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NUMBER 1190 April 7, 2009 Index

SHADE TREES & ORNAMENTALS
Thyronectria Canker of Honey Locust

TOBACCO
Controlling Pythium Root Rot in the Float System

VEGETABLE
Sweet Potato Insect Management

LIVESTOCK
Black Flies Bother Livestock in Some Areas

FORAGES
Alfalfa Weevil Season Approaching
Winter Grain Mites Apparent Culprits

PESTICIDE NEWS & VIEWS
Update on Maneb and Mancozeb Availability in Kentucky

PEST OF HUMANS
Lone Star Ticks Can Put Bite on Community Cleanup

DIAGNOSTIC LAB HIGHLIGHTS

INSECT TRAP COUNT


SHADE TREES & ORNAMENTALS

Thyronectria Canker of Honey Locust
By John Hartman

The 2008 growing season in Kentucky ended with some very dry conditions and followed a significant drought in 2007.  Cankers promoted by drought are a concern in the Kentucky nursery and landscape industry, especially on honey locust.  Thyronectria canker of honey locust is a major cause of decline of drought-stressed urban honey locusts and is also an important disease of newly planted trees, causing transplanting failure.  During this spring transplanting season, landscapers and homeowners will want to take care not to impose undue stress on honey locust transplants so that Thyronectria cankers can be avoided.  Although honey locust is a Kentucky native, especially in the Outer Bluegrass region, the disease appears to have little effect on trees in the forest.

Cause, symptoms and signs.  Honey locust canker is caused by the fungus Nectria austroamericana (formerly Thyronectria austroamericana).  Cankers of the trunk and branches result in yellowing and death of associated foliage.  Wood beneath the canker is stained a reddish color.  Symptoms and signs are visible on the bark almost any time of year, but are most striking when the bark is wet.  Oval-shaped dead areas found on affected trunks and branches are reddish-brown to yellowish-tan in color and dotted with dark fungal fruiting bodies called conidial stromata (Figure 1).  These fruiting bodies, often appearing where lenticels were positioned, are easily seen without a hand lens and give the canker surface a roughened appearance.  These fungal structures produce cream-colored to pinkish masses of conidia (spores) when cankers are wetted during rainy periods (Figure 2).  Eventually, conidial stromata give way to fungal fruiting structures called perithecia which are easily recognized by their yellowish fruiting bodies with black tips, visible with a hand lens.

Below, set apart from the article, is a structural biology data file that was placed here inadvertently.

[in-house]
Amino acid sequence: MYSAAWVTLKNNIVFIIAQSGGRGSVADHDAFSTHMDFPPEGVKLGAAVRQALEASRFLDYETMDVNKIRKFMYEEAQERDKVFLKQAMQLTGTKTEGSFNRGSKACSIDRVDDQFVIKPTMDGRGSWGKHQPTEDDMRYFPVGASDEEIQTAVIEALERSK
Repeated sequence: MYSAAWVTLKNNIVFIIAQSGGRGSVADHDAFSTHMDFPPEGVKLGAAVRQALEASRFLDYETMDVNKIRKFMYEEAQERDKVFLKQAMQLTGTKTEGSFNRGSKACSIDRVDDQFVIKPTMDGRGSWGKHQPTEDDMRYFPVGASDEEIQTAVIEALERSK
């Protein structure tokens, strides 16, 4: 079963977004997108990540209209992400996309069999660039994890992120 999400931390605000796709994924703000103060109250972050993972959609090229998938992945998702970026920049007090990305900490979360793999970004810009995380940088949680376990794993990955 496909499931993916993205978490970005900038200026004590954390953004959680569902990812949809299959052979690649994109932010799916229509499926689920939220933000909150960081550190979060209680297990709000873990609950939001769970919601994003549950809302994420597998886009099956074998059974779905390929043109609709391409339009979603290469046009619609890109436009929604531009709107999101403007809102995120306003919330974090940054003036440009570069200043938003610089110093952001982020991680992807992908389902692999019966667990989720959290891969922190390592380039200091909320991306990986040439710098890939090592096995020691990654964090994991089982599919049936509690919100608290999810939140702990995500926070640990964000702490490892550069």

Disease spread.  The spores exuded by the canker fungus are splashed by raindrops, moved on pruning tools, or possibly carried by insects to infection sites.  The fungus infects pruning wounds that are less than three weeks old and possibly bark tissue that is scalded by the sun.  Cankers then spread internally, sometimes girdling and killing the branch or trunk.

Disease management.  Proper tree maintenance practices are most useful in managing honey locust Thyronectria canker.

  • Handle trees with care at transplanting: provide plenty of roots when digging trees for transplanting, avoid wounds to trunk and branches, and avoid drought stress resulting from inadequate follow-up watering. 
  • When pruning, use recommended pruning techniques (natural target pruning) that favor rapid closing of the wounds.  When dealing with diseased trees, be sure that pruning tools are disinfested with Lysol or bleach between cuts to reduce spread of the fungus.  When pruning is completed, rinse tools in clean water to avoid corrosion or damage. 
  • Provide good growing conditions for honey locust with mulching and watering.  With good care and improved growth, honey locust trees can restrict canker growth and begin to shrink the area of dead bark.
  • When we inoculated honey locust cultivars here in Kentucky some years ago, we showed that Thyronectria cankers of ‘Skyline’ and ‘True-Shade’ honey locusts were significantly smaller than those of ‘Sunburst’.  ‘Shademaster’, ‘Imperial’, and ‘Rubylace’ cultivars were intermediate in their reaction to the disease.
Image 1   Image 2

Figure 1: Honey locust trunk with Thyronectria canker and fungal fruiting structures.

 

Figure 2: Close up of fungal sporulation on honey locust bark.

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TOBACCO

Controlling Pythium Root Rot in the Float System
By Kenny Seebold

Pythium root rot is the most common and damaging disease that we encounter in the float system, and it won’t be long before tobacco transplants around Kentucky are affected by this problem.

Image 1 Image 2 Image 3